It was a Monday in August, 1969, when 20-year-old Lucille Butterworth was dropped at a bus stop in Claremont by a friend. She was going to a Miss Tasmania function in New Norfolk, and had every intention of competing for the title herself the following year.
But almost 50 years later, there is no evidence Lucille ever got on the bus.
Police initially assumed the part-time model was a runaway, describing her as a “flighty” girl, and it would be weeks before they officially started a murder investigation.
One crucial error by police, however, still haunts the Butterworth family decades after they lost Lucille.
In 1976, Geoffrey Charles Hunt was arrested and questioned over the rape and murder of 24-year-old Hobart woman Susan Knight – a crime he would ultimately serve 22 years in prison for. During his questioning, Hunt allegedly confessed to killing Lucille Butterworth, telling police he picked her up in his car, and when he tried to kiss her and she refused, he strangled her. Police present at the interview also say Hunt confessed to dumping Lucille’s body off the Lyell Highway.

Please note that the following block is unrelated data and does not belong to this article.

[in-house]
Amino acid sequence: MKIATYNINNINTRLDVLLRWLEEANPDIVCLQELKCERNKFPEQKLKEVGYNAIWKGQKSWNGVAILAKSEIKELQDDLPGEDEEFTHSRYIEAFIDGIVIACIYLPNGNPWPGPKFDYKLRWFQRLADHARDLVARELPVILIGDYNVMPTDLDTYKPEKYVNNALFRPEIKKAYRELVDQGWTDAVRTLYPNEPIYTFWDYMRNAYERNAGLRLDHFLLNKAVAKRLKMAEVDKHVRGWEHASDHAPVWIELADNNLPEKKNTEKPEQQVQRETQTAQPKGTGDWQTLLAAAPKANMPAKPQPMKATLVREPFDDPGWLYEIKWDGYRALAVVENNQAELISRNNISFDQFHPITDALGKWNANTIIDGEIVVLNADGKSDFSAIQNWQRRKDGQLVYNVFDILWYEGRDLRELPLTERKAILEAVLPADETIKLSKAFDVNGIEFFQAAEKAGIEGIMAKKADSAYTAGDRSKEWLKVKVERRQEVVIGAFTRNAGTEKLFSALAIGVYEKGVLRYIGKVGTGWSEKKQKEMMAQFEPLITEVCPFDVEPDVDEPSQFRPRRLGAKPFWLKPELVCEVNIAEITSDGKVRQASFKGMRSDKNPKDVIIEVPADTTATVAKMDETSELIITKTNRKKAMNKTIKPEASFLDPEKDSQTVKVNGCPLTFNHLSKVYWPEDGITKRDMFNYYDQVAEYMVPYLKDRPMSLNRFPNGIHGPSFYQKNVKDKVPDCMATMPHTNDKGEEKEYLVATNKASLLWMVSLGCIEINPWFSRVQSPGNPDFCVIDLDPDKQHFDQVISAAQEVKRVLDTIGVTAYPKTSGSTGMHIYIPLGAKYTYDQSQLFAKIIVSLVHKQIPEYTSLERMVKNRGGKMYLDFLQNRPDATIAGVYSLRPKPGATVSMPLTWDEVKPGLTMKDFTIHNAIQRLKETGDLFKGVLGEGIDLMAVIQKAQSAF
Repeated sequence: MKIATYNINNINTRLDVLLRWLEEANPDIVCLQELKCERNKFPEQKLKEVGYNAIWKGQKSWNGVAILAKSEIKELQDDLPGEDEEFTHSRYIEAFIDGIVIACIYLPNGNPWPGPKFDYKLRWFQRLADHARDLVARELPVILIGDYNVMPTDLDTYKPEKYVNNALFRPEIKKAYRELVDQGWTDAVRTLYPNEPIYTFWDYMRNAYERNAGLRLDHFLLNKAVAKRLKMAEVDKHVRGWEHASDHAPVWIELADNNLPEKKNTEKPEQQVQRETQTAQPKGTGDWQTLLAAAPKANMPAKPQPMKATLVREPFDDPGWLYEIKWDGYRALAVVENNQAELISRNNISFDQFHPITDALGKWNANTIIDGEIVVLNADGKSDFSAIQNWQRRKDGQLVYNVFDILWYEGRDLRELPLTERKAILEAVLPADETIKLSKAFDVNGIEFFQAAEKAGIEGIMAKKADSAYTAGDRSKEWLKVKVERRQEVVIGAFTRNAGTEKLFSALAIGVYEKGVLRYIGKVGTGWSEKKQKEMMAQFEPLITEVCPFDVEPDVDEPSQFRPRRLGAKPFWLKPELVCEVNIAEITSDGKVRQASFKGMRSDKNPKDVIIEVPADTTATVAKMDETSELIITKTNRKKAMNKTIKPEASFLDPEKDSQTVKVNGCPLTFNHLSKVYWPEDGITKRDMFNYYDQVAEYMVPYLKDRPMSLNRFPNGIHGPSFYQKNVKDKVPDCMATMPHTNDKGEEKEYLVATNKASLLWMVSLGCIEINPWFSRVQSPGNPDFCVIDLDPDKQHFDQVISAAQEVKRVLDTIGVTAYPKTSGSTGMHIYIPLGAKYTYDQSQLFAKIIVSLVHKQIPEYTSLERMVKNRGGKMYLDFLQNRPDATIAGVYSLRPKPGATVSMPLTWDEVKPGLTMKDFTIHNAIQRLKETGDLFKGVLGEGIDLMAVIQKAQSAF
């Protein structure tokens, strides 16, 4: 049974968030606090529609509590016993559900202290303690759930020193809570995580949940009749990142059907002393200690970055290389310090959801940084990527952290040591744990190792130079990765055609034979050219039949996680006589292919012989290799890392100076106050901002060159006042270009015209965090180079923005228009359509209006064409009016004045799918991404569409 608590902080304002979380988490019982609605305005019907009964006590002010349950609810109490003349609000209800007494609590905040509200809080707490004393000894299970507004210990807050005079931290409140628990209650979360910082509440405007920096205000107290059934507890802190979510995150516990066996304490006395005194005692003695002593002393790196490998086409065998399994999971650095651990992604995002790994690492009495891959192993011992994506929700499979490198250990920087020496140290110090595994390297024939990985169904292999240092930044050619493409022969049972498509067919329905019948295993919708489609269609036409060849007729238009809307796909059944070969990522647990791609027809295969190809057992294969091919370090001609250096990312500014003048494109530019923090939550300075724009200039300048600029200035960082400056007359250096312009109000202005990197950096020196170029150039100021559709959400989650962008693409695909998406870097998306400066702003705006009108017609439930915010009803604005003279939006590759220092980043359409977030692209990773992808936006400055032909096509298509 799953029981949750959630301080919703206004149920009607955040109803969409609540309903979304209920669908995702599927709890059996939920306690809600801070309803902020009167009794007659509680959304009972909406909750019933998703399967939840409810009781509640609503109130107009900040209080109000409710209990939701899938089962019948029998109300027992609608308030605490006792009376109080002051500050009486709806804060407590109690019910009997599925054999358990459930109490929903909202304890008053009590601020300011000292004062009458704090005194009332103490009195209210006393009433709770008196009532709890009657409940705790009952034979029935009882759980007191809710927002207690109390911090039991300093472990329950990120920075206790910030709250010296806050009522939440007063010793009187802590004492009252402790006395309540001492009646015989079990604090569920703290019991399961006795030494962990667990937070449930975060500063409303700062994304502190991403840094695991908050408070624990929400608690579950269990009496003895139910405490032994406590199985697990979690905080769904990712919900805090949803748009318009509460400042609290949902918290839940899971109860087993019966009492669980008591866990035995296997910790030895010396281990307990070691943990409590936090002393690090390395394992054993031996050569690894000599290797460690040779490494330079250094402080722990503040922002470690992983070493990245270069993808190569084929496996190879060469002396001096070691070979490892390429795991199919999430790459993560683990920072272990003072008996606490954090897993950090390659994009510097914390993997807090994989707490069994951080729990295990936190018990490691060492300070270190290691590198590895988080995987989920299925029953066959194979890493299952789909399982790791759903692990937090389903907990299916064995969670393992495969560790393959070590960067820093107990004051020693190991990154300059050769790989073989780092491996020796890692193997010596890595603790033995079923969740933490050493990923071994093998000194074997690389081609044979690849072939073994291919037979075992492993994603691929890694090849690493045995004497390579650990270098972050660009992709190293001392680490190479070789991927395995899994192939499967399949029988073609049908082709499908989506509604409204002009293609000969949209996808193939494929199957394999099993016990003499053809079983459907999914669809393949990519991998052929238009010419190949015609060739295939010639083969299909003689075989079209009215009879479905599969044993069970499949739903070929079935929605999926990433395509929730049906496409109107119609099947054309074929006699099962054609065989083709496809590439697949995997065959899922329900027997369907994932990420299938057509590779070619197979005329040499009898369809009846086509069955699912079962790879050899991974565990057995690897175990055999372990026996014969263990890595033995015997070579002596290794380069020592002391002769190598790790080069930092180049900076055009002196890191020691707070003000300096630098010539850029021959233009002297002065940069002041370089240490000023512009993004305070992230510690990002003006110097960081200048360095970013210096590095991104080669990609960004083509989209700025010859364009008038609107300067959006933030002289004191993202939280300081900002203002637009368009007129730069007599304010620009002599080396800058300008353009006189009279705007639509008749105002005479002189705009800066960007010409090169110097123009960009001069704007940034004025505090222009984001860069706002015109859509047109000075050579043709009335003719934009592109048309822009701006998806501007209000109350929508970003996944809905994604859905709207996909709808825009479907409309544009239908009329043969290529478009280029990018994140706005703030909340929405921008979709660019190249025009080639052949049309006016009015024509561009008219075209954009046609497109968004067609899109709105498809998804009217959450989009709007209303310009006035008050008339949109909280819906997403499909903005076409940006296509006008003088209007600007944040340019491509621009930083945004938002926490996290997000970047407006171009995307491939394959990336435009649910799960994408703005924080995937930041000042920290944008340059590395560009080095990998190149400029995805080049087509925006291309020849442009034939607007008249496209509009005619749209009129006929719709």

The details of this conversation were not recorded because the detective in charge, Detective Inspector Canning, believed they had it wrong, and may have thought a confession about Lucille would compromise the case for Hunt’s crimes against Susan Knight.
The complexities of this case are the subject of Understate: Lucille Butterworth, an investigative podcast about the way the Australian justice system failed Lucille and those who loved her.
Over five episodes, journalist Adam Shand takes a fresh look at the poor investigation that he believes allowed a potential killer to get away with his crimes.
In 2016, a coronial inquest found that Lucille had been taken by Geoffrey Hunt, strangled, and had her body dumped, but the Department of Public Prosecutions decided there wasn't enough evidence to take Hunt to trial.
"This series is about the extraordinary tunnel vision of Tasmania Police, which directly resulted in the inability of the Director of Public Prosecution Daryl Coates to be able to prosecute Geoffrey Hunt," Shand told The Mercury.
"The oversights and lack of professionalism... have really been an eye-opener for me as a journalist even though I have been doing this for a long time," he said.
"I have no doubt that audiences will be shocked as well."